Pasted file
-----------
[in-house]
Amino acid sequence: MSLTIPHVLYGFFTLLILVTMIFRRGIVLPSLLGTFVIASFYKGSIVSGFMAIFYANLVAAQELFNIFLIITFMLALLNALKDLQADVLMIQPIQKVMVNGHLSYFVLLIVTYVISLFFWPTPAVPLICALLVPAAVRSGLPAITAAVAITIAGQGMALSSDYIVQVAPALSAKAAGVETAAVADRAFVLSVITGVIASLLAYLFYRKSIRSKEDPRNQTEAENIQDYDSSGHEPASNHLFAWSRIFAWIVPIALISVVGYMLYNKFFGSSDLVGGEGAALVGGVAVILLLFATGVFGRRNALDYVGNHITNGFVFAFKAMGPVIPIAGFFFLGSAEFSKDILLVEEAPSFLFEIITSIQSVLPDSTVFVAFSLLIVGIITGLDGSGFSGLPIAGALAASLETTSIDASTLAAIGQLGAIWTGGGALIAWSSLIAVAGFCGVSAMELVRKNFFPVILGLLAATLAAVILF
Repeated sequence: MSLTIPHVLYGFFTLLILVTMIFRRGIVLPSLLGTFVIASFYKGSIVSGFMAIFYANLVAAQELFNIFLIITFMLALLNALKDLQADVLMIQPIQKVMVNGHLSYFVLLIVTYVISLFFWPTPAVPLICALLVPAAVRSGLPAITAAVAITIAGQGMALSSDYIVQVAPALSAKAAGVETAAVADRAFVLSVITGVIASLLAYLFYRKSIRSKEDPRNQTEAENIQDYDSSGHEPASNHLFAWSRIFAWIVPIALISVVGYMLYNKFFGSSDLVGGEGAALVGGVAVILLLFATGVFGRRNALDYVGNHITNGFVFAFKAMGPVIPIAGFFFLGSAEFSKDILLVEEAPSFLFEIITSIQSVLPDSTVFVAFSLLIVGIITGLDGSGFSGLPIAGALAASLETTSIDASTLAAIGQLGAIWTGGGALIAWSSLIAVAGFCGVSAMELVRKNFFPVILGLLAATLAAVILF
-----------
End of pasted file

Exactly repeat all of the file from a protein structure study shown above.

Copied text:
[in-house]
Amino acid sequence: MSLTIPHVLYGFFTLLILVTMIFRRGIVLPSLLGTFVIASFYKGSIVSGFMAIFYANLVAAQELFNIFLIITFMLALLNALKDLQADVLMIQPIQKVMVNGHLSYFVLLIVTYVISLFFWPTPAVPLICALLVPAAVRSGLPAITAAVAITIAGQGMALSSDYIVQVAPALSAKAAGVETAAVADRAFVLSVITGVIASLLAYLFYRKSIRSKEDPRNQTEAENIQDYDSSGHEPASNHLFAWSRIFAWIVPIALISVVGYMLYNKFFGSSDLVGGEGAALVGGVAVILLLFATGVFGRRNALDYVGNHITNGFVFAFKAMGPVIPIAGFFFLGSAEFSKDILLVEEAPSFLFEIITSIQSVLPDSTVFVAFSLLIVGIITGLDGSGFSGLPIAGALAASLETTSIDASTLAAIGQLGAIWTGGGALIAWSSLIAVAGFCGVSAMELVRKNFFPVILGLLAATLAAVILF
Repeated sequence: MSLTIPHVLYGFFTLLILVTMIFRRGIVLPSLLGTFVIASFYKGSIVSGFMAIFYANLVAAQELFNIFLIITFMLALLNALKDLQADVLMIQPIQKVMVNGHLSYFVLLIVTYVISLFFWPTPAVPLICALLVPAAVRSGLPAITAAVAITIAGQGMALSSDYIVQVAPALSAKAAGVETAAVADRAFVLSVITGVIASLLAYLFYRKSIRSKEDPRNQTEAENIQDYDSSGHEPASNHLFAWSRIFAWIVPIALISVVGYMLYNKFFGSSDLVGGEGAALVGGVAVILLLFATGVFGRRNALDYVGNHITNGFVFAFKAMGPVIPIAGFFFLGSAEFSKDILLVEEAPSFLFEIITSIQSVLPDSTVFVAFSLLIVGIITGLDGSGFSGLPIAGALAASLETTSIDASTLAAIGQLGAIWTGGGALIAWSSLIAVAGFCGVSAMELVRKNFFPVILGLLAATLAAVILF